Ground Rules – Bible Stories for Adults 001

Quite often, we think of the accounts in the Bible as stories for children. If we do that entirely, then we are missing out on much of what the Bible has for us as adults. When was the last time you read a story out of the Bible? Learn how to get more out of Bible stories in this presentation.

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For Further Consideration

If you want to know more about the foundation attitude for Bible study or Bible reading check out our series on the Beatitudes.

For more in-depth rules for Bible study, as contrasted with our rules for Bible Reading, you may like to go to


Our title today is Ground Rules – Bible Stories for Adults number one. It’s the first in a series in which we discuss the stories of the Bible – both Old and New Testaments – not as children’s stories, but as information that God wants us to get as adults. This first installment will be about how we’re going to do that – the ground rules for learning what God wants us to learn from the stories in the Bible.

When I was a young minister, I gave a sermon about the return of Christ. I started in Revelation rather than from the Old Testament, though I did refer to that as well. One of the things I used a lot in that sermon was the picture, in Revelation, of Jesus Christ returning on a white horse. Later, someone asked me if He was really coming back on a white horse, or was that just a symbol? What do you think? If the Bible says it, then it’s true? Or does God sometimes use symbols to communicate His meaning to us? And how do you know when He’s using a symbol or when He means something literally?

Some people think the church mentioned in the Bible is just a symbol for the Kingdom of God on earth, and that anything that’s going to happen in Revelation will be done by the church in this age. If that’s true, then we all better become political activists, right? So, I mean, it’s a touchy situation how to interpret what the Bible means by what’s on the page.

I also met a young man, some years ago, who had been raised in the church – our version of it – and he told me that he had decided that none of it made any sense, because you could take it any way you wanted to. And he could point to people who had varying beliefs, looking at the same scriptures. I think he may still believe in God, but not in anything God says in the Bible with any accuracy, because he’s confused about that.

I also sit in my counseling office and listen to people who tell me that God created life on earth by evolution. A lot of people believe that. So that’s an understandable way to think about it – and a lot do – but that way they don’t have to be in conflict – or see conflict – between science and religion over how it all started. But is that true? We can think about that, too, as we read the stories in the Bible.

So this series is my humble attempt to come to accurate conclusions about what the Bible means – in other words, understanding the Bible with God’s meaning instead of our own. And to do that, we will first need to lay down some ground rules so that we can proceed in an orderly fashion.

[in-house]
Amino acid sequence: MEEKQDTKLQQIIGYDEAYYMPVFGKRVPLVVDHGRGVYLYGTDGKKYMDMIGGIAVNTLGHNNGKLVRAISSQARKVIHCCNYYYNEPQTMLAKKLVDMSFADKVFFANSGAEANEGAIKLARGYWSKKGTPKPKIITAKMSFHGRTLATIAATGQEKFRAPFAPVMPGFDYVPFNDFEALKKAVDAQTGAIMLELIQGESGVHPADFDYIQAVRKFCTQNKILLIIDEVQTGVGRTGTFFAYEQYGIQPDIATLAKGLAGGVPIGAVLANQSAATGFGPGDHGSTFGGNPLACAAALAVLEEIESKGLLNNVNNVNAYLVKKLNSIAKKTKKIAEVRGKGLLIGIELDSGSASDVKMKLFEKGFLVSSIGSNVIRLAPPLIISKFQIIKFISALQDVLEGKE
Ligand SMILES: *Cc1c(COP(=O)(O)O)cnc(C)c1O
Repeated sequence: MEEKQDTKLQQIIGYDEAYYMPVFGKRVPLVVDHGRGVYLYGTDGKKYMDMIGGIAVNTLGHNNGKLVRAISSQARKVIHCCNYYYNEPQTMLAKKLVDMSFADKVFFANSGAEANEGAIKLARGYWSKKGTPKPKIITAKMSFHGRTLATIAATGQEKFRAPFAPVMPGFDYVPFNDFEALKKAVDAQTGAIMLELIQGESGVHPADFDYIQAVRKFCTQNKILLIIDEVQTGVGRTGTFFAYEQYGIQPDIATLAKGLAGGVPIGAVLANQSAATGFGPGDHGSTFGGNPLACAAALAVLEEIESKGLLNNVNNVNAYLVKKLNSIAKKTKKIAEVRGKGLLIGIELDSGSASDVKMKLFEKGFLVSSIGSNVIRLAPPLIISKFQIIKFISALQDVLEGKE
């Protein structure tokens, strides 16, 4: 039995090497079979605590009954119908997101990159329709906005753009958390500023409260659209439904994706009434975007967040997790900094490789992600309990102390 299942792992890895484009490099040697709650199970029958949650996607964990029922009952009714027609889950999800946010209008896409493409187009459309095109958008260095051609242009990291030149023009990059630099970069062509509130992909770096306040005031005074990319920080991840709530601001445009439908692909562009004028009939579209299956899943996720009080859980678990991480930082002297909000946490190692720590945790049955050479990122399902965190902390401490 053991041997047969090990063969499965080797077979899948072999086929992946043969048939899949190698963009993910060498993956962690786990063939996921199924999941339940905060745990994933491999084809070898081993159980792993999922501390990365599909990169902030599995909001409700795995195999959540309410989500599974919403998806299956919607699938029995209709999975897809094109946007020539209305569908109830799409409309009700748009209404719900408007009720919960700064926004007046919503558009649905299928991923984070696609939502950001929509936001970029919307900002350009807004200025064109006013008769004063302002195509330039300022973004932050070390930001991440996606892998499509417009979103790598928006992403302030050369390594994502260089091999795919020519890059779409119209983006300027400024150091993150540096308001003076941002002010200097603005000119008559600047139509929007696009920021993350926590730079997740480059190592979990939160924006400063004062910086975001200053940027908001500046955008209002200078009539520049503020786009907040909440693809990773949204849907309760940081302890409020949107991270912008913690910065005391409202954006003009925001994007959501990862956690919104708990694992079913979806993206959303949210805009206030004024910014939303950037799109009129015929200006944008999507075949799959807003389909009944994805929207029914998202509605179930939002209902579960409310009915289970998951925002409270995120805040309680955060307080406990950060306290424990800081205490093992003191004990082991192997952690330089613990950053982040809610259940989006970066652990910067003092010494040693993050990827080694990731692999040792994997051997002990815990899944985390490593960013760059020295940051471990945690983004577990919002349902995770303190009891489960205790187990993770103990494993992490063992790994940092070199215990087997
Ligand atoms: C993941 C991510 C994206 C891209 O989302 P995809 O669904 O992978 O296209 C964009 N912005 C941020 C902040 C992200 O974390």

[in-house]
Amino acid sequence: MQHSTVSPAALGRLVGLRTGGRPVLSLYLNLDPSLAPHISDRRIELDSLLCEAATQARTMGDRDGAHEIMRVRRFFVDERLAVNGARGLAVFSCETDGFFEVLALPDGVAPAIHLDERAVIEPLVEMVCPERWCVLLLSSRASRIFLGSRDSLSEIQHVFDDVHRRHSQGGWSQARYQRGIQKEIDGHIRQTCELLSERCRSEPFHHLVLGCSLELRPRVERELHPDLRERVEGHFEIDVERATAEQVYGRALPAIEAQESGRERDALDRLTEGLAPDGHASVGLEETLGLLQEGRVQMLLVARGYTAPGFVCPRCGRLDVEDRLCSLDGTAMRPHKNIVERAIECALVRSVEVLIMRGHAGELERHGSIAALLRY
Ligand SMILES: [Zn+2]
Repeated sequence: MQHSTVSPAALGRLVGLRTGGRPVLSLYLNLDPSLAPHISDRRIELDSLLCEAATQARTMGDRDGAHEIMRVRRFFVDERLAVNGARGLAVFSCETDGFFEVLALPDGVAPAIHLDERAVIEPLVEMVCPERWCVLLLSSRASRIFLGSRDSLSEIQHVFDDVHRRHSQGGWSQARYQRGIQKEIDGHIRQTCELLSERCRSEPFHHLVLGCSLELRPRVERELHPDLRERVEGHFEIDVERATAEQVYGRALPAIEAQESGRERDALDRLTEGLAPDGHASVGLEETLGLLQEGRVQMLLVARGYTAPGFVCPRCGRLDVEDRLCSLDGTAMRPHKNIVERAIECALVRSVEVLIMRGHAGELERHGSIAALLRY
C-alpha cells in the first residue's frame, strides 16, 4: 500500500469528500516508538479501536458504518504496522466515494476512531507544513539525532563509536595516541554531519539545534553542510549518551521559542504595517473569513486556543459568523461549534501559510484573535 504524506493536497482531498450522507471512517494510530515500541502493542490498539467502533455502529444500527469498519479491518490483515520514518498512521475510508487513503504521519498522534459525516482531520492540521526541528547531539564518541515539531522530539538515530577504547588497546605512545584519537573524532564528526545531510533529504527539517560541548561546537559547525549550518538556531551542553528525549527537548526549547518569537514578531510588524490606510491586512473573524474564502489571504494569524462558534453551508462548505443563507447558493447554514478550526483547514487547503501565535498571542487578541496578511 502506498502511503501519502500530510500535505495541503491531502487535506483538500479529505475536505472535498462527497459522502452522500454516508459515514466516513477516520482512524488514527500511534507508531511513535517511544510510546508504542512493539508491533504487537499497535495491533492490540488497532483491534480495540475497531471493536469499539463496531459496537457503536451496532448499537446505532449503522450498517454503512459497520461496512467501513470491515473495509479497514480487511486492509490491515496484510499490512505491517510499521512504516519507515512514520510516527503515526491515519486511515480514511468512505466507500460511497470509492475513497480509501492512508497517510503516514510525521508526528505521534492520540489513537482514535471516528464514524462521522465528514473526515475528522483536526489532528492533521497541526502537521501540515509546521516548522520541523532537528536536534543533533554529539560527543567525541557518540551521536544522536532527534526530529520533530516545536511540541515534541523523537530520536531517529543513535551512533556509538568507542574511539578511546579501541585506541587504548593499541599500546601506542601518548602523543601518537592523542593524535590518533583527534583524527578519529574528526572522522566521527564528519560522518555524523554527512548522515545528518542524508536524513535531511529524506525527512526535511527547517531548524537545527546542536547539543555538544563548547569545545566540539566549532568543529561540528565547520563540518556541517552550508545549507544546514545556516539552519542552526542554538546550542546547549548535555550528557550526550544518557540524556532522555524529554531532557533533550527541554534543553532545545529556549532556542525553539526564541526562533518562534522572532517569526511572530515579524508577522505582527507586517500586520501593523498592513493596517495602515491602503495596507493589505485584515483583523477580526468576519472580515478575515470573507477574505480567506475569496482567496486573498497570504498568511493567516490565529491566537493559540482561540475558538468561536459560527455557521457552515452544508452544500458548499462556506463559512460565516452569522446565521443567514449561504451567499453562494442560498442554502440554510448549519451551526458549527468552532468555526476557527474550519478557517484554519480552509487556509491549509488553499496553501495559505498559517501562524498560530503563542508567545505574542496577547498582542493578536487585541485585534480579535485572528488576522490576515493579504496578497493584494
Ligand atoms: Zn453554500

So, seven ground rules for understanding the Bible. Number one, let’s read Hebrews 1: 1 through 2. Paul, here, says:

Hebrews 1:1-2 – Long ago, at many times and in many ways, God spoke to our fathers by the prophets. Where would we read about that? Well, in the Old Testament, right? And also the New. But in these last days, He has spoken to us by his Son, whom He has appointed the heir of all things, through whom also He created the world.

So what can we learn from this? Well, Jesus is called the Word of God in the first chapter of John and the Bible is also called the Word of God. So that’s what the Bible internally claims to be – the Word of God – God’s words and thoughts communicated through Jesus, and then the prophets, and by other Bible writers, inspired to write what He wanted written.

So our first rule is: God communicates His will through the Bible. Okay? That’s what’s in it. The Bible internally claims to be that book.

Now, some people disagree with that. My own brother told me, “The Bible is just an old book – out of date and doesn’t fit in the modern world.” He doesn’t see it as relevant for today – at least, not yet, he doesn’t. Now I love my brother, so I don’t argue with him about it. I just ask God to help me bear good fruit for him to see – preaching by living, right? Okay, so let’s continue.

When someone speaks to us, they’re communicating. They’re passing information. The Father’s intentions are passed through Jesus by the Bible to us. That’s the first rule. God’s trying to tell us something.

I had a wonderful woman of great age call me once. I used to be her pastor years previously. And in one of the splits in our greater body, she affiliated with a very constricting cult born out of our church. Just to give you the picture, she told me that she would be disfellowshipped if anyone found out she was calling me or did listen to any of my audio presentations. She asked me if I thought the head of her cult was the direct spokesperson for Jesus Christ. And I referred her to the scripture that we just read, and told her God now speaks to us through Jesus Christ, and that everything He needs to say is in the Bible already – no need for anybody to take Jesus’ place and become our intercessor. And I explained to her that she already had One. So all she had to do was just read what He says for herself – no need for her cult leader to interpret the Bible with his own personal slant on it.

That’s the first thing that we want to get clear here – the Bible communicates God’s will to us through the Bible. That’s what it is. It’s His communication to humankind.

Second point that we’re going to go by, as we go through this study, is that the Bible is perfect just as it is. But does that mean that there aren’t mistranslations from translation to translation? I don’t mean that at all. Of course there are. But, if the Bible really is perfect the way God wants it to be, and says it is, then throughout the translations, there’s a way to learn what God wants out of the Bible, no matter how it’s translated – you know, as long as that translation is accept by most people. I can’t think of a translation that I couldn’t find that to be true of, unless you go with one of the Bible translations provided by a particular cult that’s spinning it just the way they want it. I do believe that most of the Bible translations we have today, people have translated in good faith, even though they have mistakenly translated it, in many cases, according to their own biases. So the Bible is perfect just as it is, and here’s a proverb that we can look at – Proverbs 30, and verse 5: